Friends came from England on the ship KENT and up the Delaware River to the present site of Burlington in 1677. They held their first meeting according to their manner of worship, under sails taken from the ship which had brought them safely to the new world.
“Since by the good Providence of God many friends with their families have transported themselves into this Province of West New Jersey the Said friends in these upper parts have found it needful according to our practice in the place wee came from to Settle Monthly Meetings for the well ordering it Should be done and accordingly it was done the 15th of ye 5th month 1678.”
In these words Burlington Monthly Meeting was established in 1678. It appears that Friends met quarterly with Friends at Salem until Burlington Quarterly Meeting was established in 1686.
Yearly Meeting was established in 1681 and was held at Burlington until 1685, when the first session in Philadelphia was held. From then until 1760 the Yearly Meeting met alternately in the two cities, and since in the latter place.
When homes were built at Burlington, Friends met for worship in them until a meetinghouse could be erected. This was started in 1683, hexagonal in design and constructed of brick, by Francis Collins, who was also building the courthouse. The Meeting House was not ready for use until 1687. The hexagonal meetinghouse was the only place in Burlington for public worship for nearly twenty years. It was found to be very difficult to heat, with its high, incomplete roof, so that an addition was built to the front of it in 1696. With the years the membership increased until it was necessary to provide a larger house, and the present one was built in front of the site of the hexagonal house in 1783.
Title for the land of the present Meeting House and burial grounds on High Street goes back to a deed in 1692. The next deed, 1708, conveys what is now the whole property. The seating capacity of the Meeting House was 500 persons or more. The house was divided by partitions of paneled cedar on ropes and pulleys, capable of being raised and lowered, used formerly for separate sessions for men and women. When raised these shutters allowed open meetings for worship; during business meetings the shutters were lowered.
Much of the ironwork is original and was probably made in Burlington. Some of the window glass is iridescent and may have been in the older house. The framing of the Meeting House is the old mortise and tenon type construction with wooden pegs to hold the hand hewn 10″ x 12″ tie beams and the rafters together.
The porches on the front and southern end were added at a later time. An addition to the rear of the house was made about 1904 for kitchen and dining room for Quarterly Meeting and other occasions.
The property had been enclosed with a post and rail fence about 1698, replaced by a solid board fence, and finally by the present brick wall in 1807.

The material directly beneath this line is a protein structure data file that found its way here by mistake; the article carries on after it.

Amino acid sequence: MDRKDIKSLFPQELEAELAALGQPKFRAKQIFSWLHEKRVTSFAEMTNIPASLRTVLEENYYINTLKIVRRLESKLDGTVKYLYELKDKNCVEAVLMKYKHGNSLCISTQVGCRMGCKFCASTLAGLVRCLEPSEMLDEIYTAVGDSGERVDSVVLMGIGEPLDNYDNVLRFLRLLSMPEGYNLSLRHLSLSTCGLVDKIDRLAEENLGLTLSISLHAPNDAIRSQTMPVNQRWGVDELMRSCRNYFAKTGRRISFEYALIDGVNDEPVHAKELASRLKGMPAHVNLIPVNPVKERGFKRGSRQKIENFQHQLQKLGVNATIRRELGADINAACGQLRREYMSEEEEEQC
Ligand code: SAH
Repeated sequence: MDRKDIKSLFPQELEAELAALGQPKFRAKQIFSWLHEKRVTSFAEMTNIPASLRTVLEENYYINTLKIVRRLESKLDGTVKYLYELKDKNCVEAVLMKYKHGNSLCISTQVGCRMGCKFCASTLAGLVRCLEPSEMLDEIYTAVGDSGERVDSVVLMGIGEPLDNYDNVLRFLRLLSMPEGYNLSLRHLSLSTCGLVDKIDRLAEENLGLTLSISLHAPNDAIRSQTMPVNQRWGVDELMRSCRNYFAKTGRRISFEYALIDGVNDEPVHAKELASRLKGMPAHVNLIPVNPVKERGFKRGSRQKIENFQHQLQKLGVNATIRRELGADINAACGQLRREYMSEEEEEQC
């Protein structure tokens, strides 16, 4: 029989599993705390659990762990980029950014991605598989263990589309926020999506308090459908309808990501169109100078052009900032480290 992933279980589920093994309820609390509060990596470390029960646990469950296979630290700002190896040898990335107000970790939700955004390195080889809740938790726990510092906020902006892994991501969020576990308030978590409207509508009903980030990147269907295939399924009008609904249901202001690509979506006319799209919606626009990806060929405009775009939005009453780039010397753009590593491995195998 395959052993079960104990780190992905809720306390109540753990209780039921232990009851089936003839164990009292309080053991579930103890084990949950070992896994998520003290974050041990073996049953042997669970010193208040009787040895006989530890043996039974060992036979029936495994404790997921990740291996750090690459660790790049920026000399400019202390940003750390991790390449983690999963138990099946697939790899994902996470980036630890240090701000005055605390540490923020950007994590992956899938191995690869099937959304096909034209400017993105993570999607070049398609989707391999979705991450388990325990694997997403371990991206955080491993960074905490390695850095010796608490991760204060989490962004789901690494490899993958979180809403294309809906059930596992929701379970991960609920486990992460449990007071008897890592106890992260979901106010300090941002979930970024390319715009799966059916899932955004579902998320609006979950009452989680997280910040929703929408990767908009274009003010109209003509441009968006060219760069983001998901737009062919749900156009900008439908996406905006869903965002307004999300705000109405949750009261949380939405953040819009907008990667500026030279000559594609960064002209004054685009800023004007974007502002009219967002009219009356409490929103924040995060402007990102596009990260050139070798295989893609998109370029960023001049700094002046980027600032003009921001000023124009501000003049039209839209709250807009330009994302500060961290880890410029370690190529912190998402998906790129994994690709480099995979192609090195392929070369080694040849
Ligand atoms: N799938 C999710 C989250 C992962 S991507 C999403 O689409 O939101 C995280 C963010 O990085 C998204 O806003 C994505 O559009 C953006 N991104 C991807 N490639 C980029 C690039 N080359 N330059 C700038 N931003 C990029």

Relics of the olden days are the sconces (candle holders on the walls). The pine writing table was made in 1698 when, according to the Monthly Meeting minute, Isaac Merriott, and Benjamin Wheat were appointed “to provide a pine table for the use of the meeting.” for many years this table was used by the Clerk. It has been witness to many a Quaker wedding, used by the groom and bride when signing the certificate which consummates their marriage and which is signed by those present, family and friends, witnesses to the marriage.
Behind the Meeting House, under the old Sycamore tree, is a boulder with a commemorative tablet bearing the inscription – “Near this spot lies the body of Indian Chief Ockanickon (see also the Cemetery page), Friend of the White Man, whose last words were ‘Be Plain and Fair to all both Indian and Christian, as I have been’. 1681.” You can read more about Chief Ockanickon and the Quakers here.
Farther back are headstones with names of notable Quaker leaders: Stephen Grellet, Frenchman and Quaker apostle; Joseph W. Taylor, founder of Bryn Mawr College for women; John Griscom, gifted scholar and teacher; Isaac Collins. Printer to the King; Nathaniel Coleman, colonial silversmith; Samuel R. and John Gummere, educators; James Kinsey, Chief Justice of New Jersey; Eliza Paul Gurney, Quaker minister; Margaret Hill Morris, journalist; and others. The oldest dated marker appears to be “D.B. 1726.”
Who Are the Quakers today?
Friends or Quakers — either name will do as they have the same meaning — are most easily described as those persons who belong to Friends meetings. These make up the religious bodies that as a group are known as the Religious Society of Friends.
“Quaker” was originally a nickname for those Children of Light or Friends of Truth, as they thought of themselves, friends of Jesus (John 15:15). They were said to tremble or quake with religious zeal, and the nickname stuck. But in time they came to be known simply as “Friends.”
Quakerism began in England about 1650 in the aftermath of the Protestant Reformation. It was a religious protest against the hollow formalism, which for many marked the Established Church of that time. Seeking spiritual reality, these early Friends found that they could experience God directly in their lives without benefit of clergy or liturgy or steepled church.
There is such a wide range of conviction and belief within the Quaker framework that persons of quite dissimilar views may find somewhere within it their spiritual home, opportunity to worship and serve with others of the same persuasion. Speaking truth to each other in love would be the Quaker way for Friends — with all their variations -• to feel themselves “members one of another” (Eph. 4:25).